Early Big Ten schedule gives Rutgers opportunity to adjust, shape team identity
No. 12 Minnesota, No. 3 Michigan State are 1st on docket for Knights
The Rutgers men's basketball team won its first six games handily — Central Connecticut State being the outlier — because it should have.
The Scarlet Knights boast a '6' in their win column, and it means almost just as much as the '1' in their loss column.
That '1' came out of Rutgers' 78-73 loss to its first real bit of competition of the 2017-2018 season, Florida State (6-0). Until the last couple of minutes, the Knights kept the game within their reach, never letting the Seminoles get too large of a lead on them.
Ultimately it was the breakout play of Florida State's Phil Cofer and CJ Walker, who proved the difference.
From here on out, that is exactly what Rutgers should expect.
With the opening tune-up games in the rearview window for the Knights, they have their first stretch of conference matchups on the docket. Following that is a series of games against New Jersey and New York teams, notably Seton Hall (5-1), who dropped out of the AP Top 25 from its perch at No. 20.
As the calendar flips to January, so does Rutgers' schedule to the Big Ten until the end of the regular season.
It is the same deal as any season, but being that this is the team's second year under head coach Steve Pikiell, expectations are heightened.
The Knights came out of non-conference play this year with strong individual performances across the board, as roleplayers like sophomore forward Eugene Omoruyi, sophomore forward Issa Thiam and junior center Shaquille Doorson have carved out more minutes for themselves.
But the team as a whole did not play its best brand of basketball, despite the end results, owing to the fact that there should not be too much stock put into their six early wins. Last year, Rutgers started its season 11-1, but finished 15-18, going 3-15 in conference play.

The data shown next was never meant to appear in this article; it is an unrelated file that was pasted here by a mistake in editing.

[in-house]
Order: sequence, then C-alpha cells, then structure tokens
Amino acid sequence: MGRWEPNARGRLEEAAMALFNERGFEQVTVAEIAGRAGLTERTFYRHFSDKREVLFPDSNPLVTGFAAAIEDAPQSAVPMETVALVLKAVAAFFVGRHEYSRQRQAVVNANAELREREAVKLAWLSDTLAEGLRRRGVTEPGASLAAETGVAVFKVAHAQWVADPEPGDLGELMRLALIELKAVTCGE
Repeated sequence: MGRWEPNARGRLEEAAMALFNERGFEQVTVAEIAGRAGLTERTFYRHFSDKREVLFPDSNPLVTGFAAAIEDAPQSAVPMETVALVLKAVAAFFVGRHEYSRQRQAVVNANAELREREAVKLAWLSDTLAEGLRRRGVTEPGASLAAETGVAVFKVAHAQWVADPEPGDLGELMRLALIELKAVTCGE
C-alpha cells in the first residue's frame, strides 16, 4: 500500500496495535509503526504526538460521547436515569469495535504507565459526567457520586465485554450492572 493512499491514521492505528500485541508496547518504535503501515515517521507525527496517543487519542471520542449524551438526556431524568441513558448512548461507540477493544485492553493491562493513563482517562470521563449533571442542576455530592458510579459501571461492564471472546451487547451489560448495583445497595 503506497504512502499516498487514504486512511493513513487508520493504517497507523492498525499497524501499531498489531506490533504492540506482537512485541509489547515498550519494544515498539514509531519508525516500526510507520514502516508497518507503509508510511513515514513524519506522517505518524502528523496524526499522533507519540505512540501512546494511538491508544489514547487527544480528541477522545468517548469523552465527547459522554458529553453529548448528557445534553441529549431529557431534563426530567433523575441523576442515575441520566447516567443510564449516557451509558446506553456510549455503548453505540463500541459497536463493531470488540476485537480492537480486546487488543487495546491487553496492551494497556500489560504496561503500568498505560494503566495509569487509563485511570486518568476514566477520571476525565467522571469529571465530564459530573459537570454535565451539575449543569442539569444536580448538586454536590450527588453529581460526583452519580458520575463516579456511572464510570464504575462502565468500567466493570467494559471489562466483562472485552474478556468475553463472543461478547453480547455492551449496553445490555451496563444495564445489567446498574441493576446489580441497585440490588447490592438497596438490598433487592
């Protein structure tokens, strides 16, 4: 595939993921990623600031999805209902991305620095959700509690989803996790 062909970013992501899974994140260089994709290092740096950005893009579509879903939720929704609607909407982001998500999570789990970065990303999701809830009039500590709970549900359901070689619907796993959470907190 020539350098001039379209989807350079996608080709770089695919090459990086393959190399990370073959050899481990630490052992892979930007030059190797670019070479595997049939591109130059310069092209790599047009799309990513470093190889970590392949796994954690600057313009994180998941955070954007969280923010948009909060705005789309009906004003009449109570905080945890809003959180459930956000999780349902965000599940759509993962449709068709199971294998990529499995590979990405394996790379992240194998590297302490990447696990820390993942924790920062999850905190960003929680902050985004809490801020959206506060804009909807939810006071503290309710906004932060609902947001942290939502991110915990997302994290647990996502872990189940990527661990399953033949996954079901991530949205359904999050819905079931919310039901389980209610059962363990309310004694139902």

It was an improvement from the year before, and the same could be said from this year to last year, but there really is no substitute for a competitive opponent. For most of the rest of the way, that is what the Knights are getting, and their initiation into Big Ten play this season can not get much tougher.
In the span of two days, Rutgers will travel to Minneapolis to take on No. 12 Minnesota (7-0) before coming back home to battle No. 3 Michigan State (5-1). It is the most difficult two-game stretch the Knights will come across all season, playing against the only two currently ranked Big Ten sides.
When the team resumes its conference slate in January, it will square off against Purdue (6-2) on the road, a team that could very well sneak back into the national rankings when the time comes, as the Boilermakers are receiving votes at the moment.
It is a steep turnaround from the first six games to the competition of the Big Ten, but there is consolation in the down-to-the-wire loss to Florida State Tuesday night.
Rutgers played close basketball with a middle-of-the-road Atlantic Coast Conference (ACC) team that is likely to play its way into the National Collegiate Athletic Association (NCAA) Tournament this year.
It at least suggests that the jump in quality may not be as bumpy as it was last year for the Knights. There is a reasonable chance that year two in the rebuild accounts for that transition, at least keeping the team competitive with its conference counterparts.
What is for certain is that Rutgers will know exactly what team it actually is a week from now.
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